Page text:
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Citations


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Citations



  1. ^ Mills, A.D., Dictionary of English Place-Names. Oxford: Oxford University Press, 1991. Print. (ISBN 0-19-869156-4)
  2. ^ Lewis, Samuel, A Topographical Dictionary of England. Institute of Historical Research, 1848, Print.
  3. ^ Williams, Dr Ann. And G.H. Martin, Eds., Domesday Book A Complete Translation. London: Penguin, 1992. Print. (ISBN 0-141-00523-8)

Other References

  1. Crozier, William Armstrong Edition. Crozier's General Armory A Registry of American Families Entitled to Coat Armor. New York: Fox, Duffield, 1904. Print.
  2. Papworth, J.W and A.W Morant. Ordinary of British Armorials. London: T.Richards, 1874. Print.
  3. Bullock, L.G. Historical Map of England and Wales. Edinburgh: Bartholomew and Son, 1971. Print.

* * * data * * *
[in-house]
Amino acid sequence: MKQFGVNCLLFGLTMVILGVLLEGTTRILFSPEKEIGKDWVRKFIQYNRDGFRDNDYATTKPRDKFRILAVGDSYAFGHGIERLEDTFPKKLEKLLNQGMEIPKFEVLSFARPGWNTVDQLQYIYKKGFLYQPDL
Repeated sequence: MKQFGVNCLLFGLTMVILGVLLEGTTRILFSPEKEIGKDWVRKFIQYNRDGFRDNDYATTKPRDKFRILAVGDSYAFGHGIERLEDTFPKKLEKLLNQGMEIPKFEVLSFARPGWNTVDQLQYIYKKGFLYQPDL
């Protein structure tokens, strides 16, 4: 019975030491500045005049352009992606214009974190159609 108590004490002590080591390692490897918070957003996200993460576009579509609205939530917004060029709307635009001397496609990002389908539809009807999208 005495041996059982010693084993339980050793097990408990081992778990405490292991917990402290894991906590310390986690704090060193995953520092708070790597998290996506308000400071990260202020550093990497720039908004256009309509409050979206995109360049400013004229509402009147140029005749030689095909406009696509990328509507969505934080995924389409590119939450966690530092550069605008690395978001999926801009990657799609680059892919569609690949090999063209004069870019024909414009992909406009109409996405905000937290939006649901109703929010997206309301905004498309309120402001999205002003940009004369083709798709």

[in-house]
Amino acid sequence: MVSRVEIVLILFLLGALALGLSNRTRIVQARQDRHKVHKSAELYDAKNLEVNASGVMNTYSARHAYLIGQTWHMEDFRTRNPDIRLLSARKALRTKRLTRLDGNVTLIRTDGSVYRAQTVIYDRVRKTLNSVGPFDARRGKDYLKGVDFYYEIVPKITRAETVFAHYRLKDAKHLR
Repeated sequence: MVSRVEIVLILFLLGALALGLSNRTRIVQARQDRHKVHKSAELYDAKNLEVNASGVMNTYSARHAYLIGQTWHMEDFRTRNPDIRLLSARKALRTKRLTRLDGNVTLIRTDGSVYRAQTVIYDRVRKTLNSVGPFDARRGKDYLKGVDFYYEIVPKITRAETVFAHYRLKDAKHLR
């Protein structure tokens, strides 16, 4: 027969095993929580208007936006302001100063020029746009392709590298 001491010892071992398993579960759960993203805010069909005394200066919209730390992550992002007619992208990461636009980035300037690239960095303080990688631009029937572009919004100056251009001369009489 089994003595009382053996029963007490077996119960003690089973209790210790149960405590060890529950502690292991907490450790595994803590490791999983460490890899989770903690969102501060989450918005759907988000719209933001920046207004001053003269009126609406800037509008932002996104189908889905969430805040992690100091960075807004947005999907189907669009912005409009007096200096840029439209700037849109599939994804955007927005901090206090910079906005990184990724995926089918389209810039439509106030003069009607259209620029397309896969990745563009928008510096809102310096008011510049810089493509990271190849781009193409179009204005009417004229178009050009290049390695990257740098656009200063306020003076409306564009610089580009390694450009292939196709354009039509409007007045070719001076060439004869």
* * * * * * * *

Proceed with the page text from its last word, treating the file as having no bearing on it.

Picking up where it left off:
4. Bradford, William. History of Plymouth Plantation 1620-1647 Edited by Samuel Eliot Morrison 2 Volumes. New York: Russell and Russell, 1968. Print.
  5. Dunkling, Leslie. Dictionary of Surnames. Toronto: Collins, 1998. Print. (ISBN 0004720598).
  6. Burke, Sir Bernard. General Armory Of England, Scotland, Ireland and Wales. Ramsbury: Heraldry Today. Print.
  7. Foster, Joseph. Dictionary of Heraldry Feudal Coats of Arms and Pedigrees. London: Bracken Books, 1989. Print. (ISBN 1-85170-309-8).
  8. Humble, Richard. The Fall of Saxon England. New York: Barnes and Noble, 1975. Print. (ISBN 0-88029-987-8).
  9. Library of Congress. American and English Genealogies in the Library of Congress. Baltimore: Genealogical Publishing, 1967. Print.
  10. Marcharn, Frederick George. A Constitutional History of Modern England 1485 to the Present. London: Harper and Brothers, 1960. Print.
  11. ...

The Eamesly Family Crest was acquired from the Houseofnames.com archives. The Eamesly Family Crest was drawn according to heraldic standards based on published blazons. We generally include the oldest published family crest once associated with each surname.

This page was last modified on 1 September 2015 at 10:06.